A conversation with Meshak Nyabenge, GIS Unit Manager, WorldAgroforestry Center (ICRAF) Nairobi at the CSI-AGCommons meeting in Nairobi
Q: What sparked your interested in GIS?
A: As a kid, I was always imagining I could develop a boundary map of my village. I don’t know why–maybe ‘cause I was good in geography. I thought why not have a map of our own place, know where it begins and ends.
At the University of Nairobi I studied surveying and photogrametry—how to interpret aerial photos. Fortunately a professor impressed on me the benefits of geographical information. So now I’m a GIS analyst instead of surveying people’s plots and getting into land conflicts over where somebody’s property ends and where somebody else’s begins.”
Q: What are some of the cool things happening with GIS at ICRAF?
A: One is mapping of rainwater harvesting and potential in Africa. We estimated
how much rainwater can be harvested in a particular place based on rainfall and use of a specific technology—roof catchment, rock catchment, runoff, other methods. people can see how much water they’re likely to capture in a local area, with which technologies. It’s being used by the rainwater network in Kenya and at ICRAF.
Also, ICRAF wanted to scale up their agroforestry programs. So we developed suitability maps as way of targeting where to scale up use of, say, fodder trees, like caliandra, glyricidia.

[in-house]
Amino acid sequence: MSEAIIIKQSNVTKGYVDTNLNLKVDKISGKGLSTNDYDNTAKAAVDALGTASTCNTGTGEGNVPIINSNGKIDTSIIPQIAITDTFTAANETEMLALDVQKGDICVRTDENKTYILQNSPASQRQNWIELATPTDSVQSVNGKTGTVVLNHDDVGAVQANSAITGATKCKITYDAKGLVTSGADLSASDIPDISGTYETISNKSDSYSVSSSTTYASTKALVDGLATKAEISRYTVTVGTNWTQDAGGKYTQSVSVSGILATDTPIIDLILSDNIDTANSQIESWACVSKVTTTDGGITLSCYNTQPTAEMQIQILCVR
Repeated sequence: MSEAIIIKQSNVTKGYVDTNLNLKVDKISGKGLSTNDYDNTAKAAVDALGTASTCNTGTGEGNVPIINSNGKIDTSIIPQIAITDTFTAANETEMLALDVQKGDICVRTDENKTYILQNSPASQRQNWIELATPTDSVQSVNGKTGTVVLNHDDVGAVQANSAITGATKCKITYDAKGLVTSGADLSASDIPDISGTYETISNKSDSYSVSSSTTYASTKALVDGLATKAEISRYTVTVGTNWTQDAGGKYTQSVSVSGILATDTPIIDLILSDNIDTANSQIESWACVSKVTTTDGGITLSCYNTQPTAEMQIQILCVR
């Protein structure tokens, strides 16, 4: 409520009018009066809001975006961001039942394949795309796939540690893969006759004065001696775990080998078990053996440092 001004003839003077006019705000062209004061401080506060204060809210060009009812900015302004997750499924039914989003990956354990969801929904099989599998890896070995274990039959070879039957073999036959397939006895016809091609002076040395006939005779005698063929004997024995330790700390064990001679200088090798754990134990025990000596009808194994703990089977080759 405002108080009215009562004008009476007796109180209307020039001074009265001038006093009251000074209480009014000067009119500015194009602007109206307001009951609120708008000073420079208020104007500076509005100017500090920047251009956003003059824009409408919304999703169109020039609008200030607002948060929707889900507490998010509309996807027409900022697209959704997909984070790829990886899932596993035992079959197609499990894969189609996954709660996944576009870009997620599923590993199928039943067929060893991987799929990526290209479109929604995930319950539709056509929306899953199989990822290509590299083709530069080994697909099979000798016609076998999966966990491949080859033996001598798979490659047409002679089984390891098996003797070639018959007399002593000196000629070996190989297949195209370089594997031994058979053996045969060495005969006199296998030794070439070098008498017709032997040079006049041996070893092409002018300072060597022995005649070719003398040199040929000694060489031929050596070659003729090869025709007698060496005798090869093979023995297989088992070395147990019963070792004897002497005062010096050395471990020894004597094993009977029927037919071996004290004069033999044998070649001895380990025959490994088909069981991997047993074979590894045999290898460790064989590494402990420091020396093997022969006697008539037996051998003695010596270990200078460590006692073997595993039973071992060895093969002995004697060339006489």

Third is, for GTZ and an energy company, we mapped where 11 key biofuel crops could be grown in Kenya. We looked at jatropha, croton, caster, coconut, cotton, sorghum, sugar cane, sunflower, rapeseed (canola) pagamia…. The oil crops would be for producing biodiesel, and the others, like sugar cane, for bioethanol.
Q: What’s next?
A: We’re now combining the biophysical and agronomic data with socioeconomic data—population, labour availability. Then we’ll know where it’s most suitable to invest in biofuel crops—and what the potential returns would be.
GTZ and the Government of Kenya plan to use this information for planning and as the basis of investment discussions.
We’ve now received funding to map four more countries: Ethiopia, Rwanda, TZ, Uganda for biofuel potential.
We’re also working with a Kenya-based NGO—the Vanilla Jatropha Development Foundation—to do biofuel mapping, specifically for potential for plantations of jatropha, the “oil tree.”
Q: What do you like most about working with GIS?
A: I use it to conceptualize the human dream. And I can manipulate options to come up with scenarios, applied in different fields. Basically, I’ve always worked with geographic information, and can’t imagine not doing so.
Q: So how about that village map?
A: Until now I still haven’t done it…. There have been a lot of other things to do!